“It began with a pulmonary embolism, which is a condition in which one or more arteries in the lungs become blocked by a blood clot. Because of my medical history with this problem, I live in fear of this situation. So, when I fell short of breath, I didn’t wait a second to alert the nurses.

“This sparked a slew of health complications that I am lucky to have survived. First my C-section wound popped open due to the intense coughing I endured as a result of the embolism. I returned to surgery, where the doctors found a large hematoma, a swelling of clotted blood, in my abdomen. And then I returned to the operating room for a procedure that prevents clots from traveling to my lungs. When I finally made it home to my family, I had to spend the first six weeks of motherhood in bed.

“I am so grateful I had access to such an incredible medical team of doctors and nurses at a hospital with state-of-the-art equipment. They knew exactly how to handle this complicated turn of events. If it weren’t for their professional care, I wouldn’t be here today.”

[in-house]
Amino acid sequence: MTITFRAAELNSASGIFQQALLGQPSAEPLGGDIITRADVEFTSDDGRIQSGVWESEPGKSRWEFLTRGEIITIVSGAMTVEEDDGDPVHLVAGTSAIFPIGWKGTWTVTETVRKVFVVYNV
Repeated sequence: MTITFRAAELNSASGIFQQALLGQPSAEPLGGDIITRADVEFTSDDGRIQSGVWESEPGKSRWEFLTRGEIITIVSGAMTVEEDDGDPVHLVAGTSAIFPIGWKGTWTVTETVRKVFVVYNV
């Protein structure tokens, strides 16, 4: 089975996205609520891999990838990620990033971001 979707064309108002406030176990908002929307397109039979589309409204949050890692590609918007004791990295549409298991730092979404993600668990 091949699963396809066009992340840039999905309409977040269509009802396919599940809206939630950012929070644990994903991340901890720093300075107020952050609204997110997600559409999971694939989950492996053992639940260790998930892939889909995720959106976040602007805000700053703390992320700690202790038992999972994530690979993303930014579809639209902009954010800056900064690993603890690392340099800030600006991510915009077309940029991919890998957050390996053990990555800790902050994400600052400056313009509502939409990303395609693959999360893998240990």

Williams, a UNICEF ambassador, is now championing better healthcare for expectant women to avoid dying from pregnancy or childbirth-related causes.

Udoji, Kano Pillars defender, dies in road crash

Chinedu Udoji, Kano Pillars defender, has died in a road accident which occurred on Sunday night.

Udoji, who played against Enyimba FC, his former club, on Sunday, had an accident on his way home after the Nigeria Professional Football League game in Kano.

Confirming the incident to TheCable, Idris Malikawa, Kano Pillars’ spokesman, said “it is indeed a sad day for Nigerian football”.

“Udoji took his shower after the game and told me he was going to see his former teammates at the hotel,” Malikawa told TheCable.

“He had already seen his former team and it was on his way back to the Kano Pillars camp that he had the accident.

“We all are still in shock over his death. Can you imagine that he won the best man of the match in yesterday’s game?

“It is a sad day for me, the entire Kano Pillars team, fans, Nigeria Professional Football League and Nigerian football in general.”

The deceased joined Pillars last season after spending seven years with Enyimba.

There were reports that he had another offer from Enyimba but he opted to remain with the Kano side.